China's factory output growth was surprisingly feeble in April and fixed-asset investment slowed, rekindling concerns that a nascent recovery is stalling and adding to pressure on policymakers to take action to stimulate the economy. However, China's already-easy monetary policy and rising home prices complicate the options available to Beijing's new leadership, leading some analysts to say that any response could be limited to fiscal measures. Annual industrial output grew 9.3 percent last month, according to data released by the National Bureau of Statistics on Monday, up from a seven-month low hit in March but still missing market expectations for a 9.5 percent expansion. "Economic activity remains weak," said Liang Youcai, a senior economist at the State Information Centre, a government think-tank. "We now expect second-quarter gross domestic product growth of around 7.8-7.9 percent if there are no stimulus measures."
IPOs Set to Raise Most Cash Since Crisis (WSJ)
Already this year, 64 U.S.-listed public offerings have raised $16.8 billion, according to Dealogic. In the same period in 2012, the biggest year in dollars since the financial crisis, 73 companies raised a total of $13.1 billion. Last week alone brought 11 U.S.-listed IPOs, making it the busiest week for such deals since December 2007.
Dell to Icahn: Show us the money (Fortune)
Dell Inc.'s special committee this morning told Carl Icahn that it needs more information about his offer to buy the company, including where he intends to get the debt financing. ... In addition to financing sources, Dell's special committee also is asking Icahn for a formal purchase agreement (so far he only has submitted a letter of interest), the names of those he would place in senior management (he has said that Michael Dell wouldn't be CEO) and for commitment letters from other existing shareholders who would elect to take stub equity instead of $12 per share (Icahn needs a total of 20% to do so, under his formulation).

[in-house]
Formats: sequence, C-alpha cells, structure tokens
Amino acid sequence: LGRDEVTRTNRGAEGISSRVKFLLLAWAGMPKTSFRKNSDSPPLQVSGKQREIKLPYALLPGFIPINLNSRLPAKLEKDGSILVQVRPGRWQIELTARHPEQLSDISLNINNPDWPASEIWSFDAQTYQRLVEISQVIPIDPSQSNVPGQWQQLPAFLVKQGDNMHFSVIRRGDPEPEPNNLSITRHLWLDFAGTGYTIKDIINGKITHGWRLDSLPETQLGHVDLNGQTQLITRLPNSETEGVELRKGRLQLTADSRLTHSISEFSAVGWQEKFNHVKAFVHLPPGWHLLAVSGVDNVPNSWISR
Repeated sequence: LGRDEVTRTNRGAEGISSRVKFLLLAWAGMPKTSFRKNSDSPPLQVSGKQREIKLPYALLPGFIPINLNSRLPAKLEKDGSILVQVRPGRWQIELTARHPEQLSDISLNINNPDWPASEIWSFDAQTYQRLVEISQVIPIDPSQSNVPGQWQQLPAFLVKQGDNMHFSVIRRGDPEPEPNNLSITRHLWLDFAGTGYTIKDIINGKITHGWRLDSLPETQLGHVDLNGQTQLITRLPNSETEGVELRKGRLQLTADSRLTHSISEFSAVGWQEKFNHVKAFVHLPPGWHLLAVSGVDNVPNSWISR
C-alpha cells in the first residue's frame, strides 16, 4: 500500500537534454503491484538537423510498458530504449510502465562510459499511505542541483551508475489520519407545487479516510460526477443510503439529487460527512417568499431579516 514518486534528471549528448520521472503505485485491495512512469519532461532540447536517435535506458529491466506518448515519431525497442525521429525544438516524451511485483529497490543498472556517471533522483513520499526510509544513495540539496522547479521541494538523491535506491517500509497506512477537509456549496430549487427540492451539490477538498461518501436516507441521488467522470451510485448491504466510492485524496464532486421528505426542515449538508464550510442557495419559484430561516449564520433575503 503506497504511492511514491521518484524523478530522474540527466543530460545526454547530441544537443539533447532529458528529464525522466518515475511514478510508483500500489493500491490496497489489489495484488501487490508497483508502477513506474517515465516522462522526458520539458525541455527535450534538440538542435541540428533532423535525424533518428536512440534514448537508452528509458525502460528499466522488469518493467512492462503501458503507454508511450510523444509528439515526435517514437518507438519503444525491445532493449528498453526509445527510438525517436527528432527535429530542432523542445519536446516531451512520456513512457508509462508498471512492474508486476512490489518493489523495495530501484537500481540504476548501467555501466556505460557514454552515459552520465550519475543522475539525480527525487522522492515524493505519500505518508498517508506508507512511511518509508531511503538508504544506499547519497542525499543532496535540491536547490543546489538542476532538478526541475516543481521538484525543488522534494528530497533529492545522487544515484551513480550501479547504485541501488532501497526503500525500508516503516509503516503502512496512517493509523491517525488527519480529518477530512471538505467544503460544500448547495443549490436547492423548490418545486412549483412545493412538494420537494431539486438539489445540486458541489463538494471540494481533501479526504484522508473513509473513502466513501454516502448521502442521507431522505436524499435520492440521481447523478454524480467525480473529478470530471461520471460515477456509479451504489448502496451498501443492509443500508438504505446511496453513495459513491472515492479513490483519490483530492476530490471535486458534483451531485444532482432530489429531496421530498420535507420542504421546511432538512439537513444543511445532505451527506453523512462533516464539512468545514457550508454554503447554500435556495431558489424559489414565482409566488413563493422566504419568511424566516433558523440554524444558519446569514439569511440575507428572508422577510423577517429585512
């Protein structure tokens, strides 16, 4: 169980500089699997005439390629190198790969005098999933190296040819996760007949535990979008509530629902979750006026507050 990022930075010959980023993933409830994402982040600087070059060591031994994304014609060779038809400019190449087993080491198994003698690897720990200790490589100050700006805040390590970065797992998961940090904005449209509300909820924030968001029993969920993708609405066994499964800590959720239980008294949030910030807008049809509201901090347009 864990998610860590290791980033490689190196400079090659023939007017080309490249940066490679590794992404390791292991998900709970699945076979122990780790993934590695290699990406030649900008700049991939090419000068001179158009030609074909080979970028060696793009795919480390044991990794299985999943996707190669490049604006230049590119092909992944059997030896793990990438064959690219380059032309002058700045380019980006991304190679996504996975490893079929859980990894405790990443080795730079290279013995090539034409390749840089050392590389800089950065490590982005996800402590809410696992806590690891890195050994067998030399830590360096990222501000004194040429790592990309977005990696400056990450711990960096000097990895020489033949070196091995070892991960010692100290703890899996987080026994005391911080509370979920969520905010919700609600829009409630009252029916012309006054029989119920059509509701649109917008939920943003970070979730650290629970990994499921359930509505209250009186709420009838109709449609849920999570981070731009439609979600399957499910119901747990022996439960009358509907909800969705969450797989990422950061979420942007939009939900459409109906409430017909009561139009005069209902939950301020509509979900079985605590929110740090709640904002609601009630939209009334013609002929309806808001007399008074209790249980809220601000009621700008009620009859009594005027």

Citigroup’s Corbat Says Spending Needed for Full Recovery (Bloomberg)
By the end of 2011, when Corbat was transferred to become the bank’s European regional chief, the assets in Citi Holdings had been cut 61 percent to $225 billion. When overseeing businesses, he said he prefers a methodical, multistep process - - a management approach Fortune magazine called “a little dull” in an article this month. “I like to study the question or the problem or the opportunity in hand, work with the team to come with the right answer, make a decision and act upon it,” Corbat said in the Bloomberg interview. “Some people have said that, actually, today they pretty much like their bankers dull.”
Carson Block: Why We Are Betting Against StanChart (CNBC)
Standard Chartered's asset quality is deteriorating and investors are miscalculating risk in the loan book of the British lender, according to Carson Block, founder of U.S.-based short seller Muddy Waters Research. Block told CNBC his firm is buying 5-year credit default swaps for the bank, a trade that would profit from a default.
Preschool owner, who stole federal lunch money, unleashes devious plan in hopes of fleeing the big house (NYDN)
A preschool owner who stole federal lunch money grants has been gorging on junk food behind bars — and a judge says he’s doing it to intentionally worsen his health in a bid for freedom. Ziming Shen, 54, was convicted in April 2012 of using his Red Apple Child Development Center and day care centers to steal money earmarked for needy children — but his bail was revoked last September after he allegedly planned to flee to China. In a dramatic, Perry Mason-like moment in Brooklyn Federal Court Friday, prosecutor Robert Capers produced Shen’s high-carb shopping list at the jail commissary: sticky buns, Chips Ahoy cookies, chocolate wafers, candy, nachos, potato chips, rice.